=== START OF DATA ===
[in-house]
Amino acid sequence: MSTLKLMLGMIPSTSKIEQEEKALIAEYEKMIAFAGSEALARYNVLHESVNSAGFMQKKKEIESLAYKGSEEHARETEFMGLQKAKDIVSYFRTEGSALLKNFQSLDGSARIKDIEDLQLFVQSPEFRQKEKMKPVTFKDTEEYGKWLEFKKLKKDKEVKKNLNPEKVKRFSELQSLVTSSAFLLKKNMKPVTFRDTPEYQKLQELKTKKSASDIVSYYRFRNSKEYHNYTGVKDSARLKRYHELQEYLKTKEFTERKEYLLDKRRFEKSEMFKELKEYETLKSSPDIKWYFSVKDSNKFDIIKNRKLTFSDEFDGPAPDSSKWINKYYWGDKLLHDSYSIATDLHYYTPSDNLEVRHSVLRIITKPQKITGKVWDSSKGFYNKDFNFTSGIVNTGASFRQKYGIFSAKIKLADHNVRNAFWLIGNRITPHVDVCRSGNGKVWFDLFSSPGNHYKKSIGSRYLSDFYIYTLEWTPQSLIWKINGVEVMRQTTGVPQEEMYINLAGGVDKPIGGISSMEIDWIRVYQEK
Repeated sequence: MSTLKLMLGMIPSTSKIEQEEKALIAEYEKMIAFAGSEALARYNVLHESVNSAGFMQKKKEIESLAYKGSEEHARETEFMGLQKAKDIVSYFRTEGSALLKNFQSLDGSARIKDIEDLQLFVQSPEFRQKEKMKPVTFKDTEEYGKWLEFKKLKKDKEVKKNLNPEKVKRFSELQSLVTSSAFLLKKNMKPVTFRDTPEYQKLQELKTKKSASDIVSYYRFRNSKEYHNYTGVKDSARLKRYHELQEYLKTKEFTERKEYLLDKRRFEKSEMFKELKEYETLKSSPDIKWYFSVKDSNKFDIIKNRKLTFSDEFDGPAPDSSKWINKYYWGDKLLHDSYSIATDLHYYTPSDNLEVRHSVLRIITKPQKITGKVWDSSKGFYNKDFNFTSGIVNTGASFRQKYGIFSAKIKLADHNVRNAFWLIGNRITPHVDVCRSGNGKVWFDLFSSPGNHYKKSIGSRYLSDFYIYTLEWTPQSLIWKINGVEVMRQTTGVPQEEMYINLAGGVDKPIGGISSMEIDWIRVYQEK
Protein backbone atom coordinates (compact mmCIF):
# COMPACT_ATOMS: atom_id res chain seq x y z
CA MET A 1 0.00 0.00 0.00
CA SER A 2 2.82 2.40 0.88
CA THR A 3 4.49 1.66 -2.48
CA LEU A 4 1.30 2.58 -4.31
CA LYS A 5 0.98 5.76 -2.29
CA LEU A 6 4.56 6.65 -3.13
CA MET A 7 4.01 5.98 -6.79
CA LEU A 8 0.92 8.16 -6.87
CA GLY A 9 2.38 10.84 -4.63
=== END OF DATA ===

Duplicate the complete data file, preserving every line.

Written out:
[in-house]
Amino acid sequence: MSTLKLMLGMIPSTSKIEQEEKALIAEYEKMIAFAGSEALARYNVLHESVNSAGFMQKKKEIESLAYKGSEEHARETEFMGLQKAKDIVSYFRTEGSALLKNFQSLDGSARIKDIEDLQLFVQSPEFRQKEKMKPVTFKDTEEYGKWLEFKKLKKDKEVKKNLNPEKVKRFSELQSLVTSSAFLLKKNMKPVTFRDTPEYQKLQELKTKKSASDIVSYYRFRNSKEYHNYTGVKDSARLKRYHELQEYLKTKEFTERKEYLLDKRRFEKSEMFKELKEYETLKSSPDIKWYFSVKDSNKFDIIKNRKLTFSDEFDGPAPDSSKWINKYYWGDKLLHDSYSIATDLHYYTPSDNLEVRHSVLRIITKPQKITGKVWDSSKGFYNKDFNFTSGIVNTGASFRQKYGIFSAKIKLADHNVRNAFWLIGNRITPHVDVCRSGNGKVWFDLFSSPGNHYKKSIGSRYLSDFYIYTLEWTPQSLIWKINGVEVMRQTTGVPQEEMYINLAGGVDKPIGGISSMEIDWIRVYQEK
Repeated sequence: MSTLKLMLGMIPSTSKIEQEEKALIAEYEKMIAFAGSEALARYNVLHESVNSAGFMQKKKEIESLAYKGSEEHARETEFMGLQKAKDIVSYFRTEGSALLKNFQSLDGSARIKDIEDLQLFVQSPEFRQKEKMKPVTFKDTEEYGKWLEFKKLKKDKEVKKNLNPEKVKRFSELQSLVTSSAFLLKKNMKPVTFRDTPEYQKLQELKTKKSASDIVSYYRFRNSKEYHNYTGVKDSARLKRYHELQEYLKTKEFTERKEYLLDKRRFEKSEMFKELKEYETLKSSPDIKWYFSVKDSNKFDIIKNRKLTFSDEFDGPAPDSSKWINKYYWGDKLLHDSYSIATDLHYYTPSDNLEVRHSVLRIITKPQKITGKVWDSSKGFYNKDFNFTSGIVNTGASFRQKYGIFSAKIKLADHNVRNAFWLIGNRITPHVDVCRSGNGKVWFDLFSSPGNHYKKSIGSRYLSDFYIYTLEWTPQSLIWKINGVEVMRQTTGVPQEEMYINLAGGVDKPIGGISSMEIDWIRVYQEK
Protein backbone atom coordinates (compact mmCIF):
# COMPACT_ATOMS: atom_id res chain seq x y z
CA MET A 1 0.00 0.00 0.00
CA SER A 2 2.82 2.40 0.88
CA THR A 3 4.49 1.66 -2.48
CA LEU A 4 1.30 2.58 -4.31
CA LYS A 5 0.98 5.76 -2.29
CA LEU A 6 4.56 6.65 -3.13
CA MET A 7 4.01 5.98 -6.79
CA LEU A 8 0.92 8.16 -6.87
CA GLY A 9 2.38 10.84 -4.63